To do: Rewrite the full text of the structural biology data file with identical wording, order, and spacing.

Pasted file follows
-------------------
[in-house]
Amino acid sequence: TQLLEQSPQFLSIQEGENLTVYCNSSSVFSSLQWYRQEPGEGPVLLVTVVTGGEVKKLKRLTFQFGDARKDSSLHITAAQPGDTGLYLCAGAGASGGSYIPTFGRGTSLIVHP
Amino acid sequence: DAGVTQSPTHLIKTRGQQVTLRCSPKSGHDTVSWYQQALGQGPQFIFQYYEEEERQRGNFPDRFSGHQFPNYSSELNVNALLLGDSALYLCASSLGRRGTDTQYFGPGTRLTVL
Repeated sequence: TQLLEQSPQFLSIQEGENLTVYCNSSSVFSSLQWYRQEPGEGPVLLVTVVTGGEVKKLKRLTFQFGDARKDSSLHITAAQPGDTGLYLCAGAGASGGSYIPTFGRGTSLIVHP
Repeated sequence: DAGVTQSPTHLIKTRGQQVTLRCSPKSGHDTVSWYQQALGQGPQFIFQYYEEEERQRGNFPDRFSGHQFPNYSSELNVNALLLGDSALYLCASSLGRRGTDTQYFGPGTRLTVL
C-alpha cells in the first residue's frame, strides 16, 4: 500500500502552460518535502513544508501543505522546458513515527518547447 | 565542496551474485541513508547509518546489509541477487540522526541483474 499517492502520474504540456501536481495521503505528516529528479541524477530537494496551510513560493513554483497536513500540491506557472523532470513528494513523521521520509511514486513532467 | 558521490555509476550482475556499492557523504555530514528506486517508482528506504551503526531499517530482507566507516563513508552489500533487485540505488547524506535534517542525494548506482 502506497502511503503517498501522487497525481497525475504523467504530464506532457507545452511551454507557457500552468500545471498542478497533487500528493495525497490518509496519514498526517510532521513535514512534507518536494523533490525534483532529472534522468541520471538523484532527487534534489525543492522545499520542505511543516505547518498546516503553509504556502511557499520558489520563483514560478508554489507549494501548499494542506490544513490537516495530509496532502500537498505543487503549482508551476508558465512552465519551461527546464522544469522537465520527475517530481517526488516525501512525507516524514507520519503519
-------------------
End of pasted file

[in-house]
Amino acid sequence: TQLLEQSPQFLSIQEGENLTVYCNSSSVFSSLQWYRQEPGEGPVLLVTVVTGGEVKKLKRLTFQFGDARKDSSLHITAAQPGDTGLYLCAGAGASGGSYIPTFGRGTSLIVHP
Amino acid sequence: DAGVTQSPTHLIKTRGQQVTLRCSPKSGHDTVSWYQQALGQGPQFIFQYYEEEERQRGNFPDRFSGHQFPNYSSELNVNALLLGDSALYLCASSLGRRGTDTQYFGPGTRLTVL
Repeated sequence: TQLLEQSPQFLSIQEGENLTVYCNSSSVFSSLQWYRQEPGEGPVLLVTVVTGGEVKKLKRLTFQFGDARKDSSLHITAAQPGDTGLYLCAGAGASGGSYIPTFGRGTSLIVHP
Repeated sequence: DAGVTQSPTHLIKTRGQQVTLRCSPKSGHDTVSWYQQALGQGPQFIFQYYEEEERQRGNFPDRFSGHQFPNYSSELNVNALLLGDSALYLCASSLGRRGTDTQYFGPGTRLTVL
C-alpha cells in the first residue's frame, strides 16, 4: 500500500502552460518535502513544508501543505522546458513515527518547447 | 565542496551474485541513508547509518546489509541477487540522526541483474 499517492502520474504540456501536481495521503505528516529528479541524477530537494496551510513560493513554483497536513500540491506557472523532470513528494513523521521520509511514486513532467 | 558521490555509476550482475556499492557523504555530514528506486517508482528506504551503526531499517530482507566507516563513508552489500533487485540505488547524506535534517542525494548506482 502506497502511503503517498501522487497525481497525475504523467504530464506532457507545452511551454507557457500552468500545471498542478497533487500528493495525497490518509496519514498526517510532521513535514512534507518536494523533490525534483532529472534522468541520471538523484532527487534534489525543492522545499520542505511543516505547518498546516503553509504556502511557499520558489520563483514560478508554489507549494501548499494542506490544513490537516495530509496532502500537498505543487503549482508551476508558465512552465519551461527546464522544469522537465520527475517530481517526488516525501512525507516524514507520519503519